The companies won’t report financials for the important holiday season until late January or early February, so the picture isn’t complete. But it does allow for a first feel for how 2008 shaped up for the media giants.

THR offers an overall rating based on this analysis. We gave a point each for profit growth in any key segment and also would have given a point for stock gains (which no company provided). We rounded up to the next full or half point if a company made significant strides in important areas.

First up, we put Disney, Sony and NBC Universal in focus. Look for analysis on Time Warner, News Corp., Viacom and CBS Corp. on Wednesday.

Click for scorecards.

Source: Hollywood Reporter

Leave a Reply

Your email address will not be published. Required fields are marked *

You may use these HTML tags and attributes: <a href="" title=""> <abbr title=""> <acronym title=""> <b> <blockquote cite=""> <cite> <code> <del datetime=""> <em> <i> <q cite=""> <strike> <strong>

Front Page, Industry News

A bad year for the batting average

This year featured many of the same challenges for the Big Seven media and entertainment companies as 2007 — and took many of them to a new level of intensity.

The financial crisis was a main catalyst for the mayhem, and its fallout continues to have ripple effects on sector giants.

Advertising woes increased amid the crisis and as economies worldwide were confirmed to be in recession. Merger activity, which can fuel financials and stocks, practically came to a halt as the credit crunch intensified. The U.S. auto industry, one of the largest advertisers, ran into trouble, putting another drag on the ad market that all media biggies’ financials depend on, to different degrees.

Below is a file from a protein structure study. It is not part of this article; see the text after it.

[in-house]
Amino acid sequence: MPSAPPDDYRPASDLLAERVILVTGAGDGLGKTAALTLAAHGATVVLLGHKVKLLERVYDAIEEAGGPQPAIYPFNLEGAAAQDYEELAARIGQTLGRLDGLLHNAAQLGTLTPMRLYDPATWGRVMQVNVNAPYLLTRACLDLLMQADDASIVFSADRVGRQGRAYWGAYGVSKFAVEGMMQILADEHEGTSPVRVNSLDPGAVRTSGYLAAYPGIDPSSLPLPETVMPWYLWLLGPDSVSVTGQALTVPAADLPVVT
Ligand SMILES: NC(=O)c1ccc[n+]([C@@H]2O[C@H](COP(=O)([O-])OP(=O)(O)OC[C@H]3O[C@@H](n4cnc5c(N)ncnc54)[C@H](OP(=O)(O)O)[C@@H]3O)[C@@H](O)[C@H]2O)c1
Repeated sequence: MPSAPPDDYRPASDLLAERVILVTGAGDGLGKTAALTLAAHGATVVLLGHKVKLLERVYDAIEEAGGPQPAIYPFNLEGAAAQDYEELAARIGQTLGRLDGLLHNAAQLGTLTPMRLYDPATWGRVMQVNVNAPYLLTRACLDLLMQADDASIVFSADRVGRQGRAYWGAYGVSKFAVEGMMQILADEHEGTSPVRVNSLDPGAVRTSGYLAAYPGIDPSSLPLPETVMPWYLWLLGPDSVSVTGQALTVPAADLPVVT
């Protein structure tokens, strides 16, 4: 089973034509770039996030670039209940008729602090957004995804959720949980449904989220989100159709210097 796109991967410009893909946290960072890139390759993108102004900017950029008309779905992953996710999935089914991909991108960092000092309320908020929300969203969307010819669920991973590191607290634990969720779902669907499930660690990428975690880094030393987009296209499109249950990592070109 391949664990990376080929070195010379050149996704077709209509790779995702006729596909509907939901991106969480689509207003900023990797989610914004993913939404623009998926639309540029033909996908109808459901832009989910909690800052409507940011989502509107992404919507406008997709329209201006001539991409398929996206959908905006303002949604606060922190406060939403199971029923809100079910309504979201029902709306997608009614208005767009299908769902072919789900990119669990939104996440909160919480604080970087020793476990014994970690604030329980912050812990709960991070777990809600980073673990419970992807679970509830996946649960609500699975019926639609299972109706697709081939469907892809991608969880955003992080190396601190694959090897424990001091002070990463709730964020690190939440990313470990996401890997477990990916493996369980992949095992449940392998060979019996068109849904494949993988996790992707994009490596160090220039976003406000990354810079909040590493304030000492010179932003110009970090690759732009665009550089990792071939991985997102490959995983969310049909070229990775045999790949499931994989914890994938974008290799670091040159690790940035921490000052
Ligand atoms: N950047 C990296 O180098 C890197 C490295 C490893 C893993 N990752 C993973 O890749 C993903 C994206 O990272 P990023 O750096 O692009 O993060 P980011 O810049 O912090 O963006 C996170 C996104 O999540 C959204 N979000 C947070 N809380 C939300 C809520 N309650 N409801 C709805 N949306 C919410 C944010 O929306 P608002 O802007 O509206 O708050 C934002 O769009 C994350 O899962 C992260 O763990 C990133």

Add in continuing softening of the DVD business, labor unrest and the challenges of the digital transformation, and you understand why media and entertainment blue chips sang the blues again in 2008.

While none of the sector conglomerates is alike, The Hollywood Reporter for a second year in a row takes a look at their performance in key businesses. We again put under the magnifying glass their stock performance and operating profit growth or decline in key entertainment units for the first three quarters of 2008.

The companies won’t report financials for the important holiday season until late January or early February, so the picture isn’t complete. But it does allow for a first feel for how 2008 shaped up for the media giants.

THR offers an overall rating based on this analysis. We gave a point each for profit growth in any key segment and also would have given a point for stock gains (which no company provided). We rounded up to the next full or half point if a company made significant strides in important areas.

First up, we put Disney, Sony and NBC Universal in focus. Look for analysis on Time Warner, News Corp., Viacom and CBS Corp. on Wednesday.

Click for scorecards.

Source: Hollywood Reporter

Leave a Reply

Your email address will not be published. Required fields are marked *

You may use these HTML tags and attributes: <a href="" title=""> <abbr title=""> <acronym title=""> <b> <blockquote cite=""> <cite> <code> <del datetime=""> <em> <i> <q cite=""> <strike> <strong>